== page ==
Can I still get polio?

The Rockland County polio dilemma

Posted 8/16/22

When is a secret no longer a secret when it relates to health issues?

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Can I still get polio?

The Rockland County polio dilemma


When is a secret no longer a secret when it relates to health issues?

Recently, newspapers and the media reported a case of polio in Rockland County, NY. This happened in early June. Why did we hear about it weeks later? 

One source reported that the young man had traveled. Another source said he did not. One source said that he had paralysis, and others said that he originally had paralysis, but left the hospital fine. The county health department said that he was no longer contagious.

What we do know is that they isolated the Sabin Type 2 poliovirus from the young man. You can’t contract the Type 2 oral polio virus today in the U.S. from the vaccine. It is only given in third-world nations. The days of the sugar cube ended here in 2000. 

The live, weakened viruses in that oral polio vaccine have the potential to gain strength and cause polio in the individual that receives it. It can pass from feces into sewage and water, and can sicken others. We learned that it was found in sewage in June.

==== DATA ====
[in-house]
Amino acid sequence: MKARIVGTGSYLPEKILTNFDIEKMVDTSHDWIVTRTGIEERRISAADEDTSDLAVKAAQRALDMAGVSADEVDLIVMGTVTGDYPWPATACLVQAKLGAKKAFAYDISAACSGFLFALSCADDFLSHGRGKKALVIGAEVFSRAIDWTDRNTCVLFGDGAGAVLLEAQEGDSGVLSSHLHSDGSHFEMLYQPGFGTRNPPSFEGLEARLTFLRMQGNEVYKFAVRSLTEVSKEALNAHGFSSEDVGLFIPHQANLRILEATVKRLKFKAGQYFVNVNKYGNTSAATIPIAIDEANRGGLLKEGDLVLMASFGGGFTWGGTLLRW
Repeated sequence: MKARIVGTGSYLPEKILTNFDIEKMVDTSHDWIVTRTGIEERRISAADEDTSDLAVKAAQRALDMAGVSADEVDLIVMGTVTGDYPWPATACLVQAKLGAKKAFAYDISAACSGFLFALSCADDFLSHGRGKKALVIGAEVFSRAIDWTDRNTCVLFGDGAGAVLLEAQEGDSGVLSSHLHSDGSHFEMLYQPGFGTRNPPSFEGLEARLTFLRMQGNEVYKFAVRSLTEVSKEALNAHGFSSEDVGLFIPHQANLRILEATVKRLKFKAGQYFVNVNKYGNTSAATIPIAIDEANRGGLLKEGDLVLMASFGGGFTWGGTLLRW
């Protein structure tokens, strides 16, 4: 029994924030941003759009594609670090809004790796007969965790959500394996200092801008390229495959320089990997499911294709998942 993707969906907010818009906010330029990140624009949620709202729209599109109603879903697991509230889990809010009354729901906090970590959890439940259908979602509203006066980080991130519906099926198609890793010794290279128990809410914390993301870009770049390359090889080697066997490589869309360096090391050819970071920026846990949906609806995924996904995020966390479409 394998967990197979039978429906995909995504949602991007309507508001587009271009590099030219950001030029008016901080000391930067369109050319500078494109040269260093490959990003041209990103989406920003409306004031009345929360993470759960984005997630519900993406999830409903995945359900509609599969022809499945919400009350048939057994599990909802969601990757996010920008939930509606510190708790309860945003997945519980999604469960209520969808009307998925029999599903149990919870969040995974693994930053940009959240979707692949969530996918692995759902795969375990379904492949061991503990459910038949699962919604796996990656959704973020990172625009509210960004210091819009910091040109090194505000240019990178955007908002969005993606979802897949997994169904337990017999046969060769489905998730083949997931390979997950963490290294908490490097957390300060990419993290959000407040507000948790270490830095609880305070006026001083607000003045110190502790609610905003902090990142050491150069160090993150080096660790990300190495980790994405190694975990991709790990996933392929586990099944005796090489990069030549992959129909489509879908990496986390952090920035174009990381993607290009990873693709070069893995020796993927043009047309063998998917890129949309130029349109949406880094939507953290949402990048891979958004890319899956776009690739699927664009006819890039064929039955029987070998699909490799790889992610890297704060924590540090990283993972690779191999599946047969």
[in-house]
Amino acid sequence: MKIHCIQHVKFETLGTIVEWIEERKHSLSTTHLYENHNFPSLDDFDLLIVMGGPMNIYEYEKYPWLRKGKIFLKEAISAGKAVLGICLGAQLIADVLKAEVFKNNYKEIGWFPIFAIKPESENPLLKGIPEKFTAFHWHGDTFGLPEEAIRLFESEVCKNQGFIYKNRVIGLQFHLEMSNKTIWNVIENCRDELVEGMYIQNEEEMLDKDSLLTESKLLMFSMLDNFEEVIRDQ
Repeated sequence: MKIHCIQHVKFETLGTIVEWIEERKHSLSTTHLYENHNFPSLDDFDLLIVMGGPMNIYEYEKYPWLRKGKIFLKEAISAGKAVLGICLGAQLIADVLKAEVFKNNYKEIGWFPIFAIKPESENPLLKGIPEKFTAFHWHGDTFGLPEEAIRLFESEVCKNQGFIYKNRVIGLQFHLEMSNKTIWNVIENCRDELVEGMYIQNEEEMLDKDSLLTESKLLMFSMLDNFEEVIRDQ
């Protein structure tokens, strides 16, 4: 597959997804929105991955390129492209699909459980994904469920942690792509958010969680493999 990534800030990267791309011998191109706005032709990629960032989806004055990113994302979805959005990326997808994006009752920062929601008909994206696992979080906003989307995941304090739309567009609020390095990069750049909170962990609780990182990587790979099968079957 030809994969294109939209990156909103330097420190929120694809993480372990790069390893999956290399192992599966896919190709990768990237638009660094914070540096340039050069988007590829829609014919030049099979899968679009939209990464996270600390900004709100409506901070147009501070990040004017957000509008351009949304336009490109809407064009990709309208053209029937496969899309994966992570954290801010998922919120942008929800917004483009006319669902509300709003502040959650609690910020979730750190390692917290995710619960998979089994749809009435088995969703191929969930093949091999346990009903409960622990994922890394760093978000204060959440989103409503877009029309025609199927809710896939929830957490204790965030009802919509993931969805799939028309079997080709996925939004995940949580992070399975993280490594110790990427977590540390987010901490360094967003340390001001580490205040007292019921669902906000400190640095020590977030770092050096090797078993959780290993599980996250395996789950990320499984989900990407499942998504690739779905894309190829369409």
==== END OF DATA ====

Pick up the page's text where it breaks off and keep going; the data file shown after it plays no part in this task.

Once one contacts the polio virus, the person can be contagious seven to 10 days before and after symptoms begin, and the virus can be shed in the feces for up to six weeks.

Not everyone who comes in contact with the polio virus gets polio, but they can become carriers and infect others. Someone traveled, and that someone was recently immunized against polio with the oral vaccine. The patient, who was unvaccinated, was in the wrong place at the wrong time.

In this country we have a herd immunity to polio.

This case of polio is a rude awakening for parents who were not immunized against polio and who do not want to immunize their children against polio.

Can you still get polio? Yes you can, if you are not vaccinated. This is a perfect example.

If you and your family have been vaccinated against polio, you have nothing to worry about. If you were not, you should be immunized immediately. The poliovirus can easily be imported to a polio-free country and can spread rapidly among unimmunized populations. Failure to eradicate polio could result in as many as 200,000 new cases every year, within 10 years, all over the world. 

The only way to stop polio is by vaccination.

Michael Kossove is a professor emeritus, and is an adjunct professor of microbiology at Touro University’s School of Health Sciences. He is a polio survivor and polio researcher. He can be reached at

rockland county, polio, healthcare


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